It begins like any other day. A solitary breakfast with coffee, juice, a muffin and the morning paper. I scan the page titled Nation /World. In fat headlines, three articles catch my eye. “Justice to Review Response to Texas School Shooting”; “Ukraine: Battles in the East as Zelenskyy Visits Front”; “Thousands of Israeli Nationalists Chanting ‘Death To Arabs’ In Jerusalem.” Smaller news items tell me that the Westport Memorial Parade will be led by a 105-year-old woman on her birthday, and forecasters predict Connecticut summers are likely going to be hotter than average.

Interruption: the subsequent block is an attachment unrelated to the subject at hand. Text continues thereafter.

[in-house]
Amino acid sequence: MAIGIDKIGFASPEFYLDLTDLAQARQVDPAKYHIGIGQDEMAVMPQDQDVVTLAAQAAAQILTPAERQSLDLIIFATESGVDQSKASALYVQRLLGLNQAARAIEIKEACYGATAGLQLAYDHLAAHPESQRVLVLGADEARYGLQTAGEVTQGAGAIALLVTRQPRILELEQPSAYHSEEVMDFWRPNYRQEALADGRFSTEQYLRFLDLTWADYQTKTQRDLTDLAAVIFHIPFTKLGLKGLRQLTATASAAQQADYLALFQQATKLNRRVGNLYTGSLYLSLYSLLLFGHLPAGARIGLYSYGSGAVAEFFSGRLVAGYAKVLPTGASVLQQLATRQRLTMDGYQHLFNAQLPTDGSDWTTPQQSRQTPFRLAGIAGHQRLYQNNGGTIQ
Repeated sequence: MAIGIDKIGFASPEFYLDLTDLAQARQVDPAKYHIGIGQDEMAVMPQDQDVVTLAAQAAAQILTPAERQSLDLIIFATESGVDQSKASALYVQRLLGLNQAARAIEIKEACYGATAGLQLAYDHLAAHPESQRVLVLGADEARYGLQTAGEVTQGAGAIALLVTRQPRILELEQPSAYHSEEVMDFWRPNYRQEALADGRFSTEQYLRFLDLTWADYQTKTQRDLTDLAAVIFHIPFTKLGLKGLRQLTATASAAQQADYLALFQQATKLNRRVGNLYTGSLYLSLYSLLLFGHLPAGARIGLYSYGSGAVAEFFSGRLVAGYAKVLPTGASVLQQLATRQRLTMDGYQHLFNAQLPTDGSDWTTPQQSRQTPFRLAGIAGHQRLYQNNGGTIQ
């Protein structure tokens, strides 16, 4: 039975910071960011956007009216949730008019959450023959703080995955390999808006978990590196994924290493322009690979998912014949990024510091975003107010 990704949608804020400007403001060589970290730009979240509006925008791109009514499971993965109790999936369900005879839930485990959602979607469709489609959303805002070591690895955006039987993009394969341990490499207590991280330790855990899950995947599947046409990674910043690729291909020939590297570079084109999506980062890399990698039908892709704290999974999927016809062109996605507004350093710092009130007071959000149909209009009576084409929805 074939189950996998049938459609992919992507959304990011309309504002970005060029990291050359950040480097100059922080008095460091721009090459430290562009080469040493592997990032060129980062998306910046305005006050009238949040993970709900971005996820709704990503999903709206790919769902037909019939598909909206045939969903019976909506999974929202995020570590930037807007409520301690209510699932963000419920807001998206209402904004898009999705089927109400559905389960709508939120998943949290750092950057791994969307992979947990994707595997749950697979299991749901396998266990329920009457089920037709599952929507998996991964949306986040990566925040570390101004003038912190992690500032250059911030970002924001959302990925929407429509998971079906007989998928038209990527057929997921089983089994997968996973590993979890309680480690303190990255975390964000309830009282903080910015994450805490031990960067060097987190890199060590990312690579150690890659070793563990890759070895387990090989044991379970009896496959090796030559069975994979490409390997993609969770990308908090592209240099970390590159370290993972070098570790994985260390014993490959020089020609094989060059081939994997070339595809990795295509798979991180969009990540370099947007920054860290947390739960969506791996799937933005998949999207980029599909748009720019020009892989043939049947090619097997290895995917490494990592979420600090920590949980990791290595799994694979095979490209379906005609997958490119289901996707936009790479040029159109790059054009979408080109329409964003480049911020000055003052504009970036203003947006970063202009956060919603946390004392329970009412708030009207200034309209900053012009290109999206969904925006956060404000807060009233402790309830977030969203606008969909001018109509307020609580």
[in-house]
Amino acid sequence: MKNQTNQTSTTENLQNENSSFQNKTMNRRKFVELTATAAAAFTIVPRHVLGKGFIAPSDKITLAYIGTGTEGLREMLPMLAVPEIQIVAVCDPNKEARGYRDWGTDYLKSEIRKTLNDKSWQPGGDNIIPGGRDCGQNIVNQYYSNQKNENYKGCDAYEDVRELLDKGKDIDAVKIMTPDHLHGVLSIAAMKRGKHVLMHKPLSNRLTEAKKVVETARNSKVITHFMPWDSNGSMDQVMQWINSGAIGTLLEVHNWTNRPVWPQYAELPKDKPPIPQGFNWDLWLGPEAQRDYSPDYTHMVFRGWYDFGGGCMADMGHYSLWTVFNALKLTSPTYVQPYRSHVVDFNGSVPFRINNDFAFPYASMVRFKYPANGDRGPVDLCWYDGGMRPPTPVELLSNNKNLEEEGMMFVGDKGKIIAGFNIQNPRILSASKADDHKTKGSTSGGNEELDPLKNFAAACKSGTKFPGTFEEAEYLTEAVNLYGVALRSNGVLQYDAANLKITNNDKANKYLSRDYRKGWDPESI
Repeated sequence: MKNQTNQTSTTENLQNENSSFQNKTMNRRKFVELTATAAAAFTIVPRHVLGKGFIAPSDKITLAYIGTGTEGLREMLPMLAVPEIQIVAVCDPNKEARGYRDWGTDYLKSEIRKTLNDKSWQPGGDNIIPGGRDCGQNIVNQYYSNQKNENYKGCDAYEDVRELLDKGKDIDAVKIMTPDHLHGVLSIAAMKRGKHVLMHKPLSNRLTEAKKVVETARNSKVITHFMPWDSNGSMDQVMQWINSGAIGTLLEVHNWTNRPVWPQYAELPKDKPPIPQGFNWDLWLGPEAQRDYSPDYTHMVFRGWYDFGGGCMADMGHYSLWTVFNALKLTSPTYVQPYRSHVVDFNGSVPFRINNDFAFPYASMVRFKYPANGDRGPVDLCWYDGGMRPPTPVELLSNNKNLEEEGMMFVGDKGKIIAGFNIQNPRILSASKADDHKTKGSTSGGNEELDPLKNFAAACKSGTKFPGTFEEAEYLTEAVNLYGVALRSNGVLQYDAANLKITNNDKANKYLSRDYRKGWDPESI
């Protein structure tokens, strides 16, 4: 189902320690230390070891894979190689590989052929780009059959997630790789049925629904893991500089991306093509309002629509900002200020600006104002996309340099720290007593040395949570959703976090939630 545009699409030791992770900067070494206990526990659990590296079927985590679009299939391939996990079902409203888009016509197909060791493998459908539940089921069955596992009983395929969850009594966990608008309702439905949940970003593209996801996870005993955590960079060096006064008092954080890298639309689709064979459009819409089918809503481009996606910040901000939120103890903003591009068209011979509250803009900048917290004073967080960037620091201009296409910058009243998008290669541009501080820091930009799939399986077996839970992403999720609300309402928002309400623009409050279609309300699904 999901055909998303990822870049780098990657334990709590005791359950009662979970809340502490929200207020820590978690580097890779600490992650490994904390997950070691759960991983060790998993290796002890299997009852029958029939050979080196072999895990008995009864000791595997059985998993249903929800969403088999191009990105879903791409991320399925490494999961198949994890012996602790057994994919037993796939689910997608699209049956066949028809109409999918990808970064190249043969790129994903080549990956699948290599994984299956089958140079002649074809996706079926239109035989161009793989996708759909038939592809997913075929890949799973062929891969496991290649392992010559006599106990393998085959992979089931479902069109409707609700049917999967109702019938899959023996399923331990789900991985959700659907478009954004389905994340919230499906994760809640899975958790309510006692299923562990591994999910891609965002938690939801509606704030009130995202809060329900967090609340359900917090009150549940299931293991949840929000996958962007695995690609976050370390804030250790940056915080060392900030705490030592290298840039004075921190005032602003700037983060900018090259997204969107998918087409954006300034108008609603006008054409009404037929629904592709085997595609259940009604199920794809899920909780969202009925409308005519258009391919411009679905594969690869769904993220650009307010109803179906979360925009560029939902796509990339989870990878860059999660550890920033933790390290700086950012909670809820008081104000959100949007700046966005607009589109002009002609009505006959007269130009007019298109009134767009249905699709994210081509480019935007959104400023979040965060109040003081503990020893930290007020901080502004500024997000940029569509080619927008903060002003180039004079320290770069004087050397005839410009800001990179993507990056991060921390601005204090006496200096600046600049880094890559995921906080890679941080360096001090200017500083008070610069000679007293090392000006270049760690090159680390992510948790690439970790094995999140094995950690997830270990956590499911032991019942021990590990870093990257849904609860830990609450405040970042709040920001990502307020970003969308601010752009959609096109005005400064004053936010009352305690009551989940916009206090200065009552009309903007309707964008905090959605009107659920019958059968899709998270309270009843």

I pour myself a second cup of coffee and tackle the crossword puzzle. I am told that it is important for people living alone to engage in mental gymnastics. An active mind in an active body is supposed to lead us gently into and through our golden years. The puzzle is a cinch the first half of the week, getting harder towards the end, and by Saturday and Sunday can turn into a daunting exercise. In addition, it has the potential of becoming extremely frustrating any day of the week, when the answer to a clue may be perfectly familiar but remains stuck in that area of the brain that sometimes simply refuses to perform on command. When that occurs, one is said to suffer one of those dread senior moments.